I was recently invited to attend the Royal United Hospital AGM in Bath. Along with scores of other people I was able to ask questions about the latest developments for healthcare improvements in the region.
Bath RUH is publically funded, receiving a total income of £325m in 2017/18. Despite the harsh economic climate, the hospital trust managed to create a surplus of almost £20m last year, through well-planned economies and efficiency savings. They are using this money to invest in new facilities and expect to create a smaller surplus in 2018/19. Bath RUH is now ranked as one of the most efficient hospitals in the country and has just been awarded a ‘GOOD’ by the CQC (the OFSTED of the medical world). It’s not all perfect. I discussed transport, parking charges and A&E waiting times – all things that Frome residents complain about and these were acknowledged as needing improvement. But over all I left with a sense of optimism – a well-run hospital is important to all of us in Frome.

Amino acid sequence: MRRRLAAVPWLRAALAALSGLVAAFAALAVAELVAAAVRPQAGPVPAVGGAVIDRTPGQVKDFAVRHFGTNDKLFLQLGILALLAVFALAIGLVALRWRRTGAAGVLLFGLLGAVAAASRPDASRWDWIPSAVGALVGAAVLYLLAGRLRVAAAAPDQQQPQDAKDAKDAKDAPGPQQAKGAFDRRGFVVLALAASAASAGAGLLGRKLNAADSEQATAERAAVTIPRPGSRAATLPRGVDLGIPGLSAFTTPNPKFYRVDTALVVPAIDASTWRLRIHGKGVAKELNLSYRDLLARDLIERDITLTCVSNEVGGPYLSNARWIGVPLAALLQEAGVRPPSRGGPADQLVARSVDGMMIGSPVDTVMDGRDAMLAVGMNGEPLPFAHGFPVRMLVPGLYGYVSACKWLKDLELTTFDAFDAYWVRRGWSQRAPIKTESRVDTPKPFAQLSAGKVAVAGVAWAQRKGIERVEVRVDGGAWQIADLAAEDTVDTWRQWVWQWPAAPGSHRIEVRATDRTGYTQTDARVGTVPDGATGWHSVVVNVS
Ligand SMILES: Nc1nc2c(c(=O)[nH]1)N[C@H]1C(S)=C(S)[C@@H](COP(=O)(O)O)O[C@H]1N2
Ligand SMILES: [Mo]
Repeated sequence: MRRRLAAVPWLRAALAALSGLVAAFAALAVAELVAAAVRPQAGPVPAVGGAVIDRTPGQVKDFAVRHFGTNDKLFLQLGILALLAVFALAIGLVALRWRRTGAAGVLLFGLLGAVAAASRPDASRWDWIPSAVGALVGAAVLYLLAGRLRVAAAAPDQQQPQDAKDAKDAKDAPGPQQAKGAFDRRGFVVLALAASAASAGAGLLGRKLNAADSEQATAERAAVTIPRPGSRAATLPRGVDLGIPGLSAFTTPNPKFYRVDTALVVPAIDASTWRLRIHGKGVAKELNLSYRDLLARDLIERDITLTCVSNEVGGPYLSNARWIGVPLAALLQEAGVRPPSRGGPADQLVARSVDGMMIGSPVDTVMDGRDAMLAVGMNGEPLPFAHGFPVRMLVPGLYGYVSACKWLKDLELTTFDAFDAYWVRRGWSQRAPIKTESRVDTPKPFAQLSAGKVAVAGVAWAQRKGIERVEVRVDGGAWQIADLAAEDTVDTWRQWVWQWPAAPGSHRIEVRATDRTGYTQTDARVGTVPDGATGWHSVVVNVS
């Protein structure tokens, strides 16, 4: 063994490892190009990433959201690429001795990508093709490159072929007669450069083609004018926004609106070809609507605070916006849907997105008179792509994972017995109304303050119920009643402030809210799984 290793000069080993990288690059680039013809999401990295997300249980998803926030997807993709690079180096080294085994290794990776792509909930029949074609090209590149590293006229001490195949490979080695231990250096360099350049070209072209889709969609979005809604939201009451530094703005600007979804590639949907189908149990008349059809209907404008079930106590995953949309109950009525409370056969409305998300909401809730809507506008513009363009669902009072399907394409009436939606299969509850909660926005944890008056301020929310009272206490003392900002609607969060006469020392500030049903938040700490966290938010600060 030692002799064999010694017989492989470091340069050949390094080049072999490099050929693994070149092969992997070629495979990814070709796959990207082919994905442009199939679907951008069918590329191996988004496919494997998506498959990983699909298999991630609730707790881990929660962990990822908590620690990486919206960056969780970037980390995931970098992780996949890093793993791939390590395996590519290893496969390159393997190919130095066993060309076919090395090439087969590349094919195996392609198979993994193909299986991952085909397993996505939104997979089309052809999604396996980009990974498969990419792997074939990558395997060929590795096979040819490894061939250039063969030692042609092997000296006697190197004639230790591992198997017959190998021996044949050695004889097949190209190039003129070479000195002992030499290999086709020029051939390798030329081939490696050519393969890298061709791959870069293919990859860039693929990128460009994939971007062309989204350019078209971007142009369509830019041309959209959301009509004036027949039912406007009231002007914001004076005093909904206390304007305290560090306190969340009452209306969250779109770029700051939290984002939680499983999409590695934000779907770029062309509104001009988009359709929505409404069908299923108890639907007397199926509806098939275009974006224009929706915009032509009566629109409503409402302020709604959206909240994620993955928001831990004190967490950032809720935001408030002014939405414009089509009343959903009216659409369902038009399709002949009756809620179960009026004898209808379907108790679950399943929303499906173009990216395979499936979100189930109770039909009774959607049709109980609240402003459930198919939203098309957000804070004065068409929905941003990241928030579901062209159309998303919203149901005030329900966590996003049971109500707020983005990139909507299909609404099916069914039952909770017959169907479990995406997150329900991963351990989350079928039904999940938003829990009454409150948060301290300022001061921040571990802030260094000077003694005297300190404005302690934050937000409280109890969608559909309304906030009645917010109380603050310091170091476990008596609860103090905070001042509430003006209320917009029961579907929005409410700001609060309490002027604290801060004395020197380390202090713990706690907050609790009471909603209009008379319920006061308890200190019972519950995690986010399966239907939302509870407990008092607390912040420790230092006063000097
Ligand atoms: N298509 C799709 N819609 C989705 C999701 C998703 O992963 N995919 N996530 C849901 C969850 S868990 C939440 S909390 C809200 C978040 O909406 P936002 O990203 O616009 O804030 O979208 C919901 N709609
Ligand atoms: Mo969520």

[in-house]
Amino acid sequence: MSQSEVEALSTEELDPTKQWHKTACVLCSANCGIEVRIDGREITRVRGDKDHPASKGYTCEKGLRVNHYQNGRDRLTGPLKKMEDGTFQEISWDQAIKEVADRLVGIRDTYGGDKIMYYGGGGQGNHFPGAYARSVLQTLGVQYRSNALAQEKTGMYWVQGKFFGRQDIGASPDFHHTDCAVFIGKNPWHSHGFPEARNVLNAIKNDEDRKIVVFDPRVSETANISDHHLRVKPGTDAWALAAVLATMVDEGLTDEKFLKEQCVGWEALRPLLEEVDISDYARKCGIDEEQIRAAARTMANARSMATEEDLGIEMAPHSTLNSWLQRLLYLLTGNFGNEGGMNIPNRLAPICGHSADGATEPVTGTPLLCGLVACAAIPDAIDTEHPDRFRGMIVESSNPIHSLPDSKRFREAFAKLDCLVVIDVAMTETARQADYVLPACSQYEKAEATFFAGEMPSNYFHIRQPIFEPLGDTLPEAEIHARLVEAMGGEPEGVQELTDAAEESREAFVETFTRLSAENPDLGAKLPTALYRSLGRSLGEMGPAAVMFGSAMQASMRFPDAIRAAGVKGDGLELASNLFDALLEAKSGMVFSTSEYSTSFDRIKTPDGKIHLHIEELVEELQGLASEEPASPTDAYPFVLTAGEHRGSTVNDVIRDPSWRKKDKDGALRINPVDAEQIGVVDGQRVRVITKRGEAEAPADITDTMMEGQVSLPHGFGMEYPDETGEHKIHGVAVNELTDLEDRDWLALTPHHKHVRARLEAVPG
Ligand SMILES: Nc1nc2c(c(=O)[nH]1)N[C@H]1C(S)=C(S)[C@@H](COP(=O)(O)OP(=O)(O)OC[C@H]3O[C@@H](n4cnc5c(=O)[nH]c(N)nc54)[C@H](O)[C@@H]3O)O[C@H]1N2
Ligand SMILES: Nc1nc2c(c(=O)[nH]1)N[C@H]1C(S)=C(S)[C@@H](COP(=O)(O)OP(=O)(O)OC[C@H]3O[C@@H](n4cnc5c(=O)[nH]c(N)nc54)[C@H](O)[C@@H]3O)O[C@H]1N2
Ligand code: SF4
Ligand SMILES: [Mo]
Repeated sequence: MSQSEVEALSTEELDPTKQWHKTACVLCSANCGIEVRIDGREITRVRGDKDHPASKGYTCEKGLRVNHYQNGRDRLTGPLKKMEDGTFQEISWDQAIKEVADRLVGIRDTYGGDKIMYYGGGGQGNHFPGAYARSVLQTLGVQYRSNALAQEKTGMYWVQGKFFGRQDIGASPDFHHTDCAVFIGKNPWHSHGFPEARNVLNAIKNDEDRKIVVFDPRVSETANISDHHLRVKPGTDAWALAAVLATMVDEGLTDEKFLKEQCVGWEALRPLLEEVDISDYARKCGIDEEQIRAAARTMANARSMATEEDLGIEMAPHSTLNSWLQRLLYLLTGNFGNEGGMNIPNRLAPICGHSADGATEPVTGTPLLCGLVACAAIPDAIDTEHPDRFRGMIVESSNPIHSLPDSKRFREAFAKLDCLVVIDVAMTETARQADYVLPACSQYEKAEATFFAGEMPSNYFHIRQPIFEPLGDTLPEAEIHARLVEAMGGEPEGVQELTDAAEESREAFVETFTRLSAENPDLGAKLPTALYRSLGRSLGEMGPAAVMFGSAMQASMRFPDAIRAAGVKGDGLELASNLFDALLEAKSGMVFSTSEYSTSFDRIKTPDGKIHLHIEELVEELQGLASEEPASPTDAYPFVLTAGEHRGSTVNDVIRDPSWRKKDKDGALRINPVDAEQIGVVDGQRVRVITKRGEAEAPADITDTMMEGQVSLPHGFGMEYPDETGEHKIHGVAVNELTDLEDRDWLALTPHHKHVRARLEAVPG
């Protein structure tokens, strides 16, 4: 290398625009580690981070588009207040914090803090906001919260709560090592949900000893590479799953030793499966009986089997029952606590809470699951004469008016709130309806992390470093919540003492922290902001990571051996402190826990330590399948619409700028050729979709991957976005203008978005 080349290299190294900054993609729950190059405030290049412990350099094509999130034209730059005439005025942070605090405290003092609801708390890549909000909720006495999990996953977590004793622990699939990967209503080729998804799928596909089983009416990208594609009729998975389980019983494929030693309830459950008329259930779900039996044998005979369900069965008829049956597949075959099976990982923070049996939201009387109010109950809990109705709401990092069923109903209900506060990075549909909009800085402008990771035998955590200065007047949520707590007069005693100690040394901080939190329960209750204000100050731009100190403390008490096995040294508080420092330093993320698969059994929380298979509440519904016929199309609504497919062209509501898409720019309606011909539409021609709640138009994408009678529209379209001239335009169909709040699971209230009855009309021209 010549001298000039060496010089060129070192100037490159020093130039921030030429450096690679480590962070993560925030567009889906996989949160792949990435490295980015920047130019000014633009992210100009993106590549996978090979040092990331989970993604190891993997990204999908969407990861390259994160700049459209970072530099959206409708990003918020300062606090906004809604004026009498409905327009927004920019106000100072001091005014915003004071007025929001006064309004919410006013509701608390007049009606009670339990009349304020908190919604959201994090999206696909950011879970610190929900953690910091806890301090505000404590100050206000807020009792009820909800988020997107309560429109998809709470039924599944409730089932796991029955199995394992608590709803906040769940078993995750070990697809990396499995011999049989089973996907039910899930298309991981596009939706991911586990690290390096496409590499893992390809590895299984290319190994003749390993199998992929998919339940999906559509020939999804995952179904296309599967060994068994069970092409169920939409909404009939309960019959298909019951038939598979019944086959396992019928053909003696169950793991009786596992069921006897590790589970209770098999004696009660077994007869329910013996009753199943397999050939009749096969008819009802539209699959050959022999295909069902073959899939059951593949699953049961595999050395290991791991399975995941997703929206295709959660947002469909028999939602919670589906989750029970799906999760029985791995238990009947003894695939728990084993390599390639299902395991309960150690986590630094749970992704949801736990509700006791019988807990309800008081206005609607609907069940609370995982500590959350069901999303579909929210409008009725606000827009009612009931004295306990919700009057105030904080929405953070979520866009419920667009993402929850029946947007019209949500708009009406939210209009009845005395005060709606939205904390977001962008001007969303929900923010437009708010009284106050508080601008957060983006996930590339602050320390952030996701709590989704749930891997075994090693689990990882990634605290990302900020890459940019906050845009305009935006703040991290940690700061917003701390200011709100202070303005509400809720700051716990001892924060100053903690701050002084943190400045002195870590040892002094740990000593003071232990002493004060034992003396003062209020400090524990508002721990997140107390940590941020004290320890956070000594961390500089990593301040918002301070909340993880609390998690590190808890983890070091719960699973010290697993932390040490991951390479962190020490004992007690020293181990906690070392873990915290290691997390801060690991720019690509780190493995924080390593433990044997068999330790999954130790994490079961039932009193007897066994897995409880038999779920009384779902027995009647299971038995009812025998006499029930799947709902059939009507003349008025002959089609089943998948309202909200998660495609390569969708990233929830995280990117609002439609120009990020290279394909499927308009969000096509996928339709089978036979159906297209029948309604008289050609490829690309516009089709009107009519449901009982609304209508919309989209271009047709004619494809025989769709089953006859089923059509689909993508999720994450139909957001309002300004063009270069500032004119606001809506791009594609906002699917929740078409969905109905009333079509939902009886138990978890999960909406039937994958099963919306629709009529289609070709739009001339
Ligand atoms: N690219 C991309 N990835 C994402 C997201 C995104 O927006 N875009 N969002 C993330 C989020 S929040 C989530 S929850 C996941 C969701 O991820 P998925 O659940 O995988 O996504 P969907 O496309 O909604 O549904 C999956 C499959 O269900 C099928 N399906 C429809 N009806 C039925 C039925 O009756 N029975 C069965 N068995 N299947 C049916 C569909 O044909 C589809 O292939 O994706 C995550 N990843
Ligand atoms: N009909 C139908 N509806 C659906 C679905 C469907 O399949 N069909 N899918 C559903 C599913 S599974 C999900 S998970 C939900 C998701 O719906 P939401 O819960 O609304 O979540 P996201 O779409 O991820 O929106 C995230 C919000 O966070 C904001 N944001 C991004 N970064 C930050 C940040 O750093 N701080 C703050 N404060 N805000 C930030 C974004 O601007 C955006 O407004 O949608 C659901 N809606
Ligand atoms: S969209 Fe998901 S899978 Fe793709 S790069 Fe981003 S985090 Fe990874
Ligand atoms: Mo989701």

There is more good news this week from Frome Medical Practice, which has won a prestigious Green Impact Gold Award for Primary Care, one of only two surgeries in the country to do so. CQC rate the Frome practice as ‘OUTSTANDING’.
How different then, to the news that Somerset County Council, another publicly funded body, will be making more savage cuts to crucial social services. SCC councillors could have voted for a 2% precept increase in seven of the last eight years but chose not to do so. The SCC auditors report was extremely critical of SCC’s weak financial management and lack of economy, efficiency and effectiveness.
How is it I wonder, that two publicly funded institutions can seemingly prosper in hard times, while another one appears to be on its deathbed? It can’t just be the Government’s fault.